Whether scrolling Facebook, calling an Uber or searching for jobs, how does artificial intelligence (AI) affect the daily lives of Western students?
That’s a question third-year philosophy student Nathalie DiBerardino explored this past summer, working with Faculty of Information and Media Studies (FIMS) professor Luke Stark as part of an interdisciplinary development initiative (IDI) exploring the social impacts of AI in Canada and around the world.
The virtual event will also feature a panel discussion on the ‘data harms’ algorithms can cause. The panel includes Rotman Institute of Philosophy members Carolyn McLeod, professor and chair, department of philosophy in the Faculty of Arts and Humanities; and Joanna Redden, professor at FIMS. Heather Stewart, PhD’21, a 2021 Governor General Gold Medal recipient, will also join the discussion, moderated by Jacquelyn Burkell, professor and associate vice-president (research).
‘What happens to my data?’
DiBerardino, a scholars’ electives student, investigated the social and ethical impacts of AI and machine learning technology as an undergraduate summer research intern.
Her work supports Stark’s larger project, AI and You: How Artificial Intelligence Impacts the Western Community.
DiBerardino created an in-depth infographic poster for Western students to illustrate what happens to their data as they use social media throughout a typical day.
“Algorithms affect us right from waking up and checking Facebook to calling an Uber to get to campus and coming home and starting a job hunt,” she said.
DiBerardino points to the Facebook newsfeed as a good example of an “on-the-ground harm” affecting the Western community and the world daily. “The feed is curated by an algorithm, with advertisers targeting ads based on certain demographics,” she said. “It was found landlords in the United States were able to illegally exclude Black and Hispanic people, by isolating and targeting certain groups with housing ads.”
Her infographic also cites Redden’s research around the 2015 Facebook suspension of accounts of Native Americans.
“The algorithm didn’t recognize their names as being ‘real,’” DiBerardino said, “It assumed they were robots.”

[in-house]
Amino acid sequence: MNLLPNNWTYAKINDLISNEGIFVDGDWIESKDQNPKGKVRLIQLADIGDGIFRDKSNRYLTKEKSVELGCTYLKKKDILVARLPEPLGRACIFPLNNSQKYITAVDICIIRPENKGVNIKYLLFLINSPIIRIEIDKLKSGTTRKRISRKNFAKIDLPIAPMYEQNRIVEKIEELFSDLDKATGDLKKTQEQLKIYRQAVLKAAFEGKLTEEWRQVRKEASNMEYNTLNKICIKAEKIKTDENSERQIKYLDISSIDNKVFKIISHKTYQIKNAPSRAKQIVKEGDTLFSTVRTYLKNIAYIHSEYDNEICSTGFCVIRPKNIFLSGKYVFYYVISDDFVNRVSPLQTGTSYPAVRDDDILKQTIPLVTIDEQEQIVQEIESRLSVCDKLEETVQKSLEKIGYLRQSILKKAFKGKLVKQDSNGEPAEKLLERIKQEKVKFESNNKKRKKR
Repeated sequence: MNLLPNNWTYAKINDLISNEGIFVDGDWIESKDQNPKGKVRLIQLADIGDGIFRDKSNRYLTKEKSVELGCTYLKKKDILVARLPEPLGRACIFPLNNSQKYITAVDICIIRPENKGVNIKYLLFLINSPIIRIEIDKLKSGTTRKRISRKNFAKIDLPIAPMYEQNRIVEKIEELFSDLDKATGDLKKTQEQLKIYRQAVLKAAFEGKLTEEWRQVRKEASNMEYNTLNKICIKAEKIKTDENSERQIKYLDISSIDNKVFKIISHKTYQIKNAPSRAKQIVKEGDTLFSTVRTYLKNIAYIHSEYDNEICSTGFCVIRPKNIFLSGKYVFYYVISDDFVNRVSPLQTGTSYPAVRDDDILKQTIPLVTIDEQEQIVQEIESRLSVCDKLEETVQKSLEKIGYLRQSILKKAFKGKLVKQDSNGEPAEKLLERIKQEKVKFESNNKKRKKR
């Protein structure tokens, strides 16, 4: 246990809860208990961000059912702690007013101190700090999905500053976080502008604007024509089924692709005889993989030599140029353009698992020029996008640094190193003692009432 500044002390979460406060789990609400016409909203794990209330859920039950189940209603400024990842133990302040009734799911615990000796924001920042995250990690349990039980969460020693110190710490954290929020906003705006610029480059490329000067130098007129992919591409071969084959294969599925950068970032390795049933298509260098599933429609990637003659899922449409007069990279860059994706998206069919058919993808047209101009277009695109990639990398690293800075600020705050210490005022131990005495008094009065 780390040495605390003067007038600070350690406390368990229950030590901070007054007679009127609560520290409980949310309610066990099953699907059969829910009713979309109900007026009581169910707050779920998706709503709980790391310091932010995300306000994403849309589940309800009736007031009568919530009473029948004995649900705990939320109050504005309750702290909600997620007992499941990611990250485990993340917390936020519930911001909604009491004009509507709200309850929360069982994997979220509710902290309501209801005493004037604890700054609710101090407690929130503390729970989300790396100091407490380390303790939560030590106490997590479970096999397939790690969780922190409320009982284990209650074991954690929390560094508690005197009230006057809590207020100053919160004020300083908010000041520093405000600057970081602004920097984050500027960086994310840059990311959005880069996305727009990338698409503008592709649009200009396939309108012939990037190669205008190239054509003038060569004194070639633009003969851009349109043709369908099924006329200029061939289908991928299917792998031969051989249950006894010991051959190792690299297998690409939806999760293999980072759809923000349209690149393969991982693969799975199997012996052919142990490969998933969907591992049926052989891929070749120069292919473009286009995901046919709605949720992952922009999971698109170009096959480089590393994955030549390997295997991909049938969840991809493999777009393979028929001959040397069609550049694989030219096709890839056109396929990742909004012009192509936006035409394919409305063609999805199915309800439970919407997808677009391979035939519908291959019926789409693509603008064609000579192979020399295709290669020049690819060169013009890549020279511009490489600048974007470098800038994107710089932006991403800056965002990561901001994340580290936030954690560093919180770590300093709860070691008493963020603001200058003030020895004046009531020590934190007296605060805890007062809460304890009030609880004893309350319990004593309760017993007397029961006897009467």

In the end, that injustice hurt everyone, she added. “It’s a social harm to everyone if voices are being suppressed, or if people aren’t being treated fairly on these platforms.”
The social harms are not restricted to Facebook, however, with DiBerardino closing her poster with a TikTok check at the end of a student’s day. The platforms “For You” page, also curated by an algorithm, recently came under fire for suppressing pro-LGBT content by banning it on the site.
“Algorithms that moderate what we do and don’t see undergird the social media we’re exposed to everyday,” DiBerardino said. “It’s important to remain wary of what’s going on behind the scenes.”
Pool of experts
Stark said research by DiBerardino and other students across FIMS and Arts and Humanities play a big part in supporting Western’s large and growing pool of world-class expertise on the ethical and social impacts of AI.
“Nathalie’s work is a brilliant way to bring the realities of our digitally mediated world home to Western students, staff and faculty. Our IDI is focused on exploring the real-world impacts of AI systems — they’re not androids from science fiction, they’re pattern-matching machines that can unjustly constrain our options, and which often help the already-powerful stay in power.“
DiBerardino is eager to remain active, exploring the impacts of AI as the rise of automation continues.
“I feel like I’ve barely scratched the surface,” she said. “There’s always going to be something more to learn and think about, and more interdisciplinary work to be done.”